Put one hand on the grip end of your driver and the other just in front of the head. Lift the driver and place it behind your neck. Plant your feet and turn your body on an axis, moving only your hips. Flex your core and stay focused on staying balanced, controlled and steady.
Often referred to as the windshield-wiper technique, this exercise is perfect for improving mobility in the ankles. Sit on a chair or bench and rotate your ankles in one direction, bring them back to the center and turn them to the other direction. You could also try calf raises by lifting your heels off the ground and standing on your toes for a second or two before dropping back down and repeating.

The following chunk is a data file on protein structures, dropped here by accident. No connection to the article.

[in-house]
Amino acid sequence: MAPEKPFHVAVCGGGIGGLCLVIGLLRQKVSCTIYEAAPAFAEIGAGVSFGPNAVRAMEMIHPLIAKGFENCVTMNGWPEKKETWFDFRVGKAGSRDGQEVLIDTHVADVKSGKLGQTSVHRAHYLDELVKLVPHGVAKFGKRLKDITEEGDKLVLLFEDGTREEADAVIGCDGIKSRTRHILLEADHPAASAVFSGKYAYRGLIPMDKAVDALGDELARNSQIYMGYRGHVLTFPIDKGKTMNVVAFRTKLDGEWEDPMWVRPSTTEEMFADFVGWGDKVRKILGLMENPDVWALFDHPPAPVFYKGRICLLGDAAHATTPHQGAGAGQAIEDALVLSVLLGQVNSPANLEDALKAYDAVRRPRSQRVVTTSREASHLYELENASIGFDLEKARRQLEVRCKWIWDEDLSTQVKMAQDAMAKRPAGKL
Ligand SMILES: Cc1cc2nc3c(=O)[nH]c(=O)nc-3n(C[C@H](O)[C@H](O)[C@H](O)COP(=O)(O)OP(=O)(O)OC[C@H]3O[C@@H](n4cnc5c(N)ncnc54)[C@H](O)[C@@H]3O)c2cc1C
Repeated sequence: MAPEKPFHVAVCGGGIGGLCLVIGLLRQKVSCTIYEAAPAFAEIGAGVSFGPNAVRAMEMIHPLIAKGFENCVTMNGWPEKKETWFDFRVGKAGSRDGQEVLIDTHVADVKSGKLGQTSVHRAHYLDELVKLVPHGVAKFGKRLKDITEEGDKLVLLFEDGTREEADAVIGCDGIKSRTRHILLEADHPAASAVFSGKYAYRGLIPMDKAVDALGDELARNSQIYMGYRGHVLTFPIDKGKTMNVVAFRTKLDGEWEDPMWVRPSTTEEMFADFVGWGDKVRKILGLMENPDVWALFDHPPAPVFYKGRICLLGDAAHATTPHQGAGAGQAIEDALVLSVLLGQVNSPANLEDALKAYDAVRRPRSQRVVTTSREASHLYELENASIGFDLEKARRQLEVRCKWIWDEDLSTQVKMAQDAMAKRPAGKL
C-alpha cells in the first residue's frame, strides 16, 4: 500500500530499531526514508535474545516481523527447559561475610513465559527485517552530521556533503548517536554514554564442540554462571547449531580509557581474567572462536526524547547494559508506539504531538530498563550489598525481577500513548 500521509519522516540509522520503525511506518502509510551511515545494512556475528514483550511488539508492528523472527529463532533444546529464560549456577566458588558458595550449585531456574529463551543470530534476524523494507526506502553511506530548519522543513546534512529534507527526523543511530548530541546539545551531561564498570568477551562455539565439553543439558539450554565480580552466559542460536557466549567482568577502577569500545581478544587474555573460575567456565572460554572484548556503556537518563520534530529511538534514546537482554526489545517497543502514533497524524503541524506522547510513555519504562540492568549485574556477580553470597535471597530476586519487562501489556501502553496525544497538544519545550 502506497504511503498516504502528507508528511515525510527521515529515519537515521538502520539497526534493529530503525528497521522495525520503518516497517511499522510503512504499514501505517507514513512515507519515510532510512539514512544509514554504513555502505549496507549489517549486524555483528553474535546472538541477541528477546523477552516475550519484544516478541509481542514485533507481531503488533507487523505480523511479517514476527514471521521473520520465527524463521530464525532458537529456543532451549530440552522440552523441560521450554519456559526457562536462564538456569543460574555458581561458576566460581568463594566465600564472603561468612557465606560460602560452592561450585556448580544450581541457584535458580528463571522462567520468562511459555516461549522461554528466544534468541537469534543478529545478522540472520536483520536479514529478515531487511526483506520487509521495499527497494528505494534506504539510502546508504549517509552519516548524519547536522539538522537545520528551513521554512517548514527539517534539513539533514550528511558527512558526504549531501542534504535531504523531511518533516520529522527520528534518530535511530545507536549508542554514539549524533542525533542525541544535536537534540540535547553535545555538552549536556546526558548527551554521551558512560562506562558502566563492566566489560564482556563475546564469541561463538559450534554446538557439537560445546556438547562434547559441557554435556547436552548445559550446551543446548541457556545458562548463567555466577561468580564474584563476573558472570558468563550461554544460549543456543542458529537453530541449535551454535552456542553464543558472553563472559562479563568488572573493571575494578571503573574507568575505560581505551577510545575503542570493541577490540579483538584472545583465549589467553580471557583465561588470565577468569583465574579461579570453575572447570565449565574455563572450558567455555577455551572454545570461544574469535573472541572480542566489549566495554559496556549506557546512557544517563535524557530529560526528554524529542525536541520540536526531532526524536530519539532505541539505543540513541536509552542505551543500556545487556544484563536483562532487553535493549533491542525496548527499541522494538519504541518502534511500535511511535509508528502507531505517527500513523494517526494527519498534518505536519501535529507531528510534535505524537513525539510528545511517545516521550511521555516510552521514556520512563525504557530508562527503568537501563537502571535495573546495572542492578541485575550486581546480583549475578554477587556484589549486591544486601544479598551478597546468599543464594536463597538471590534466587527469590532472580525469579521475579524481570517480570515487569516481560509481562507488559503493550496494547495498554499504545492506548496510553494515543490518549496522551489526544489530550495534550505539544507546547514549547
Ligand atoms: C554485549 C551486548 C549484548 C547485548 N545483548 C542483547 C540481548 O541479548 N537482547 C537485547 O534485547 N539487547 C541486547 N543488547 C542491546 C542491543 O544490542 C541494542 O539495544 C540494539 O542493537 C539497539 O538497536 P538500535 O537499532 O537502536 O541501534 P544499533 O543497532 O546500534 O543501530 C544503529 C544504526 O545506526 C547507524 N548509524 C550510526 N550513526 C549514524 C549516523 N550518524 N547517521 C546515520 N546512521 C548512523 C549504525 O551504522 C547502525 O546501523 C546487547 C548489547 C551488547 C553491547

Your forearms are important parts of your swing, as you need them to be strong to deliver a powerful swing and avoid injury when you hit the ground. For a forearm stretch, hold your hand out in front of you with your palm facing outward. With your other hand, pull downwards on your palm until you feel a tightening in your forearm.
Looking for a way to see how all these exercises can pay off? Colonial Golf and Tennis Club offers a beautiful eighteen-hole United States Golf Association (USGA) course. Our course covers a gorgeous landscape of rolling hills and 100-year-old trees.
Membership allows unlimited use of the practice facility, which features putting greens, a short game area to practice chipping, bunker practice and a driving range. You’ll also have access to complimentary handicap service, locker and baggage tags, a yearly cart pass, free golf lessons from PGA professionals and more. Become a member today and enjoy all of the fantastic amenities.